Saturday, May 25, 2013

Post 13: Soulful Indie Bands Singing Quietly About the Trials of Being White And Middle-Class, Part 1 of 264

   Hello people! Before I get into the meat of my post, I just want to mention that I finally got around to getting Spotify, and I'm planning to start compiling playlists for posts as I go along, so that people can listen to all the songs without having to chase down all the links I so dearly love to pepper throughout these posts. I have no idea how people who read this like to listen to music (or even if you guys actually listen to the songs I talk about at all, or just read  the posts), so I'd appreciate it if y'all could let me know your preferred listening method, so I can tailor delivery to meet demand. Here's the link for today's playlist.

  Anyway, today I wanted to talk about something near and dear to my heart: indie music. Once again, like apparently everything else I talk about, it's an ill-defined genre. Technically (to switch out my pretentious snob hat for my pretentious pedantic snob hat), it's not even a genre at all; 'indie' just means that it's independently produced music. But come on, we all know what I'm talking about. If the band you're listening to has four guys all playing instruments, the lead singer is doing anything that could come close to being described as crooning, and more than half the guys have beards/stubble and enormous horn rims. We all know where I'm going with this.

  And naturally, to start things off I'm going to talk about the Shins. I mentioned them once before, but they're one of my favorite bands, and I won't be shutting up about them anytime soon. They've got several really good albums out, all of which are worth listening to, and other than that there's not much to say. They make good music with solid harmonies and nice, shimmery guitar noises, and you should listen to it. Personally, I'm particularly fond of the songs Saint Simon, For a Fool, Phantom Limb, and Simple Song. They released a new album last year, Port of Morrow, and while it's not as good as some of their earlier stuff, it's worth a listen. Both Simple Song and For a Fool came off of it, and they're two of my favorites Shins tracks.

   After The Shins comes Bishop Allen. Bishop Allen is one of those bands that make me feel both smoothly urbane and mildly dickish when I talk about them. This is the type of band you mention when you want to prove you 1) have musical taste; 2) have more of it than the person you're talking to; 3) found these guys back when they were underground, and 4) are a fundamentally better person than every other person you talk too (incidentally, talking about them like this guarantees the amount of people you talk to will get much smaller very quickly). That being said, they do make good music, and I like them a lot. They make (or possibly made, I think they may have broken up) light, fluffy songs that are about love and missed connections and how things are gonna pretty alright, probably (and also sometimes civil war ironclads). It's good stuff to hear when you need optimism and guilelessness. I think my favorite song by them is Shanghaied, which literally has a chorus that goes "La, la la, la la la la la la shanghaied", and is just as delightful as it sounds. Also worth checking out: Dimmer, Like Castanets, and Click, Click Click Click. And yes, the chorus of Click, Click, Click, Click does involve the word 'click' being repeated four times. They really like their repeated chorus lines.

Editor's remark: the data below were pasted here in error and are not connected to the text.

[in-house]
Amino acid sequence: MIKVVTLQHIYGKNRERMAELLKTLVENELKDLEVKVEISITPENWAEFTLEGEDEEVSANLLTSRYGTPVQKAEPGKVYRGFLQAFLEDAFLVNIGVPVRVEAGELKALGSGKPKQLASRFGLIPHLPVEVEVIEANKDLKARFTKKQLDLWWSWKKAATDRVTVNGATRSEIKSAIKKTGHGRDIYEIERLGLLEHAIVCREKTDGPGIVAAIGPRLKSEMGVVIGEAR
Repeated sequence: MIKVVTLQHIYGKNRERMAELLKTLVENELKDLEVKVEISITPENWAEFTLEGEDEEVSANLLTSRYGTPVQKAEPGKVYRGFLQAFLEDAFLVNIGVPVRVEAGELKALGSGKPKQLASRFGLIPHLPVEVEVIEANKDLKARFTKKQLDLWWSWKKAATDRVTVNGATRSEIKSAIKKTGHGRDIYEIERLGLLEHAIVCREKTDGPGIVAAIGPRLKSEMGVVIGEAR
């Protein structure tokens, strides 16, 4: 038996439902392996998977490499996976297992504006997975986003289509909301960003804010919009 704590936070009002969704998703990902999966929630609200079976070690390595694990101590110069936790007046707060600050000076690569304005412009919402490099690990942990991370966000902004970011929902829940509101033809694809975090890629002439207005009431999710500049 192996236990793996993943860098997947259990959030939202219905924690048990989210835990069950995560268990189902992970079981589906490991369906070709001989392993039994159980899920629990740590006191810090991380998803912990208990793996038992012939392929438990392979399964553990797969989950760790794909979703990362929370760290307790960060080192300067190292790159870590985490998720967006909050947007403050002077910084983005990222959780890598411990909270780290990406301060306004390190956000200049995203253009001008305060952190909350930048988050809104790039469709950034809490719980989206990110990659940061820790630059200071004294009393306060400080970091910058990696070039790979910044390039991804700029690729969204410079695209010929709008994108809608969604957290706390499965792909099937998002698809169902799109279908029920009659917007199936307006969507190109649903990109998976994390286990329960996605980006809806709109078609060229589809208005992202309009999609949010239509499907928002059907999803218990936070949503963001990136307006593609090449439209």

BUT, moving away from groups of twenty-something guys singing about love and stuff and playing their guitars together, my next pick is Matt Costa, a twenty-something guy who sings about love and stuff and plays his guitar BY HIMSELF (not counting his backup band). Frankly, he's pretty much a slightly less mellow Jack Johnson with a higher voice and a small infusion of surf rock. Fortunately, I like Jack Johnson and I love surf rock, so I'm a pretty big fan of his stuff. My favorite song of his definitely Sunshine, because it's simply wonderful. It's probably a metaphor for how he has a furious drug addiction or something, but I couldn't care less. It's great, and I won't let you spoil it for me. Most of his stuff does tend to blend together somewhat, especially if you listen to it all at once, but I still like it. My favorites are Mr. Pitiful, Acting Like a Fool, and Witchcraft. Witchcraft is particularly interesting; it's not my favorite song by him, but it's an almost perfect reproduction of the kind of song you'd hear on a mid 60's surf compilation, and I have to give him kudos for making such a flawless tribute.

  And lastly, I would feel ashamed if I failed to mention Death Cab for Cutie. I'm not a huge fan of them, but they're one of the icons of indie music, and they do have some great songs. The only two that I've really gotten into are Soul Meets Body and Crooked Teeth, but man. Those two are rock solid. Well worth taking a listen.

  And of course, last but not least, here's a bonus song! Apparently, before Jack White married Meg and they became the White Stripes, he apprenticed as an upholsterer and had a band with his boss. They made an album, which includes the track Pain (Gimme Sympathy), and I love it. It's loud, and kind of terrible, and not technically good at all, but it pulses with pure, unadulterated Jack White, and as a consequence is somehow very enjoyable in spite of that.

Saturday, May 18, 2013

Post 12: WUBWUBWUB or: A Gentleman's Guide To Dirty Synth Bass

   So I was looking back at some of my earlier posts, and noticed that other than a few brief mentions of Daft Punk, I've almost completely ignored electronic music. That's not exactly earth shattering, I've ignored a lot a of different genres (I'm as aware as anyone that I've made a glaring omission of Mongolian throat singing, and I fully intend to rectify that at some point), but I do tend to listen to a lot of electronic music, and so I wanted to spend some time this week and talk about this stuff, because it interests me.